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Customizing customized types

Mar 28, 2010 at 7:51 AM

I hope that there is some way to accomplish this with the current tools.  It's a bit late, so I'm hopeful that I'm just overlooking the obvious!

I'm trying to apply a "template" ruleset to a class, and then later apply local customizations to that class.  Here, for instance, is my customization of an EntityObject, in which I exclude a navigation property that AutoFixtures is unable to set:

Fixtures.Customize<Raw.File>(ob => ob
        .Without(f => f.EntityKey)
        .Without(f => f.EntityState)
        .Without(f => f.FileAccessStat)
        .Without(f => f.FileAccessStatReference));

In my tests on this object, I'd like to maintain those rules and adjust certain other properties based on the specifics of the test.  Something like:

var file = Fixtures.Build<Raw.File>()
                   .With(f => f.Deleted, true)

I guess this doesn't work because Build() resets the customization of the object.  Is there some way to customize the construction without overriding my initial rules?

Thank you very much for any help!

Mar 29, 2010 at 9:46 PM

AutoFixture doesn't have any explicit support for this kind of scenario where you want a base customization that you can keep building upon (see below).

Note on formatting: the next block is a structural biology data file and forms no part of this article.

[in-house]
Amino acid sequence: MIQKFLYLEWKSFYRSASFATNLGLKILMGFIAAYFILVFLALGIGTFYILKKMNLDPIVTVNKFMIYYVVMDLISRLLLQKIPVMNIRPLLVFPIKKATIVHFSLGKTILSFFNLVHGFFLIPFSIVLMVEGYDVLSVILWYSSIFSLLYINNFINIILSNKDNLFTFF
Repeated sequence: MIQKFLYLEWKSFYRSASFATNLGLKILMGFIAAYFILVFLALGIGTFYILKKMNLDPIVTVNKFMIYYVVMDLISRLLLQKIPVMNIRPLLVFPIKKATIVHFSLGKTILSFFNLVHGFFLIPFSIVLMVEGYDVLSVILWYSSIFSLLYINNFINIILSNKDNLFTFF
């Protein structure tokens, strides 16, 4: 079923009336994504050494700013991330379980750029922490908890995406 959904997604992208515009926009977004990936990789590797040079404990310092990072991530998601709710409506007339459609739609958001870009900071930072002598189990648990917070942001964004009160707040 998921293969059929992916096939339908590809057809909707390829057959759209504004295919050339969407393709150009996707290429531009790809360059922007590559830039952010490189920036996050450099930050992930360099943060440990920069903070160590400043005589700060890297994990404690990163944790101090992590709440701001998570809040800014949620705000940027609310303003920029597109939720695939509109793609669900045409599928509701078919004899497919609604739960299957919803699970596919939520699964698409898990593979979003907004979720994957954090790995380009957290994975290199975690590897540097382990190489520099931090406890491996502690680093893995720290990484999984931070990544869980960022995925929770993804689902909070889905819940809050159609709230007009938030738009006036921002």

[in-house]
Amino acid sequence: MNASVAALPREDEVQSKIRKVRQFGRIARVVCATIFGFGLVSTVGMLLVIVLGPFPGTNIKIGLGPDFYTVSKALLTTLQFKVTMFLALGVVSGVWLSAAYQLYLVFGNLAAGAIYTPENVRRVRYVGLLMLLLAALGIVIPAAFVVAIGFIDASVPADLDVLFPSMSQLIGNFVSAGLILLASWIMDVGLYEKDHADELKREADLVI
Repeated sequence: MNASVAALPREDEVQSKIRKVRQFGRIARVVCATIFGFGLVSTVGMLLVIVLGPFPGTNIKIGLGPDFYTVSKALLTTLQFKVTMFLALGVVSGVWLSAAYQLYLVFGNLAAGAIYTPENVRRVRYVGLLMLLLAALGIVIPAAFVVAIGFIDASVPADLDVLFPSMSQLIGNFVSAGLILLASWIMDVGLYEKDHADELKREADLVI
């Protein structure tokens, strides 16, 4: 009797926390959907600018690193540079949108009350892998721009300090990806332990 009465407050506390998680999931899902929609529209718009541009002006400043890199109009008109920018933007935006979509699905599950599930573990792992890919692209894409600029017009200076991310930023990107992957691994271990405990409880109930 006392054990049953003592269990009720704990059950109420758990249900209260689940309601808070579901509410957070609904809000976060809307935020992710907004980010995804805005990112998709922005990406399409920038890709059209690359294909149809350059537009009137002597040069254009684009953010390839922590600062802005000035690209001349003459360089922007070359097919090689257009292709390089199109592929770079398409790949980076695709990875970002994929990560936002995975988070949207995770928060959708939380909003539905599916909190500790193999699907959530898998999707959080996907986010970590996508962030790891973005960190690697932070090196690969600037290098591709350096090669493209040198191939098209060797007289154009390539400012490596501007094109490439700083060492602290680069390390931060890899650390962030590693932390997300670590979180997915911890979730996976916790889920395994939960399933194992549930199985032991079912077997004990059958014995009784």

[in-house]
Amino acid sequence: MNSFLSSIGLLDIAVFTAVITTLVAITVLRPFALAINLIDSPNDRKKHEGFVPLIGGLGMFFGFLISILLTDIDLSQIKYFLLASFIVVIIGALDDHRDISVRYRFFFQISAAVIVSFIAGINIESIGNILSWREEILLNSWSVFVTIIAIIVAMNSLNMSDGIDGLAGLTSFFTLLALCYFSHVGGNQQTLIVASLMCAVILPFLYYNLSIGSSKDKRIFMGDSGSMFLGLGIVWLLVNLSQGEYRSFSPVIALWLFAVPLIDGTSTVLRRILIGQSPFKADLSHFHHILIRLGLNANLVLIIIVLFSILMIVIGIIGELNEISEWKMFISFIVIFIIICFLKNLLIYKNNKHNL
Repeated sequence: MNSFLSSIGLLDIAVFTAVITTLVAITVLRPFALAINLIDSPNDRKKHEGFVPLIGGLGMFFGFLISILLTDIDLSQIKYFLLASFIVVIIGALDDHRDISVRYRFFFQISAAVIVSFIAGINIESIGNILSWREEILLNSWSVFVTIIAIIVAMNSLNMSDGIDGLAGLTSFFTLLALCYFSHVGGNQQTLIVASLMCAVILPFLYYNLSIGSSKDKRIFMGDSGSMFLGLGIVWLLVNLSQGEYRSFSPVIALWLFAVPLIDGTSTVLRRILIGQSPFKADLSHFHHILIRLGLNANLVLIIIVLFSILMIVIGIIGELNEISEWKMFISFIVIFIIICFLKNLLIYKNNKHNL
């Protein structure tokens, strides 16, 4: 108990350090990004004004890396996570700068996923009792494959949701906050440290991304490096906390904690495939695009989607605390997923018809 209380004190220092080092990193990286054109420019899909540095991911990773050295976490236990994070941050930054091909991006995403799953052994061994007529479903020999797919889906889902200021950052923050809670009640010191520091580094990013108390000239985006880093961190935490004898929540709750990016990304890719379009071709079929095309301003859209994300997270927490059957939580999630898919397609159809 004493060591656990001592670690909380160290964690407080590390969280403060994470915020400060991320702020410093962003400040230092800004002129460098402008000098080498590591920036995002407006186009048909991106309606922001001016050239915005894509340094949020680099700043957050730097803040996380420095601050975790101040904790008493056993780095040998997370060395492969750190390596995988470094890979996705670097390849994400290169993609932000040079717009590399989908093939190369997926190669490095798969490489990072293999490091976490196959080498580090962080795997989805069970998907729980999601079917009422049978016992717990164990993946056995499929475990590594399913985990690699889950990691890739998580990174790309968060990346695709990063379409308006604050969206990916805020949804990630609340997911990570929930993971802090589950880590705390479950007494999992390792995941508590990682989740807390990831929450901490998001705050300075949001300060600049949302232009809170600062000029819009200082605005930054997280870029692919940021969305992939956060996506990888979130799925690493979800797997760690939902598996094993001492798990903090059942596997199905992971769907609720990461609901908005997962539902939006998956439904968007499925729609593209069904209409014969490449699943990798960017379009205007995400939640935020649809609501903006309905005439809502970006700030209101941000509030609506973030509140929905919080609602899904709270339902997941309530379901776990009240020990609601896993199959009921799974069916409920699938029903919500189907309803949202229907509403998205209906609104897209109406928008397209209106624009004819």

The Build<T> method doesn't reset the customization of the object, but it ignores it. The difference is subtle, but had it reset it, a subsequent call to CreateAnonymous<T> would not use the customization, and it does. However, Build<T> ignores any customization already present because the essense of the Build method is that it's a one-off customization. In other words, the behavior of the Build<T> method ignores the customization by design.

However, here is what you can do: the Customize<T> method takes a single Func<LatentObjectBuilder<T>, ObjectBuilder<T>> as input, so you can explicitly remember the the value and use it to build upon.

Instead of doing this:

fixture.Customize<Foo>(ob => ob
    .Without(f => f.Bar)
    .Without(f => f.Baz));

You can do this:

Func<LatentObjectBuilder<Foo>, ObjectBuilder<Foo>> builderTransform = ob => ob
    .Without(f => f.Bar)
    .Without(f => f.Baz);

A normal call to CreateAnonymous<Foo> will return a Foo instance without the Bar and Baz properties assigned, but you can use the builderTransform as a basis for further customizations:

fixture.Customize<Foo>(ob => builderTransform(ob)
    .With(f => f.Baz)
    .Without(f => f.Ploeh));

With this extended customization, a subsequent call to CreateAnonymous<Foo> will now return a Foo instance without the Bar and Ploeh properties, but with the Baz property.

If you'd like, you can expand this approach to remember customization Funcs for all types in a dictionary.

On a closing note, I'd like to ask why you want to do this? However, from your question, I think I can venture a guess: you are using the Entity Framework and need to switch off a lot of the auto-generated properties because many of them have circular references. When you have an externally defined API like this, there's really not a lot else you can do. However, if you do have control over the API in question, I would suggest that you rethink the design.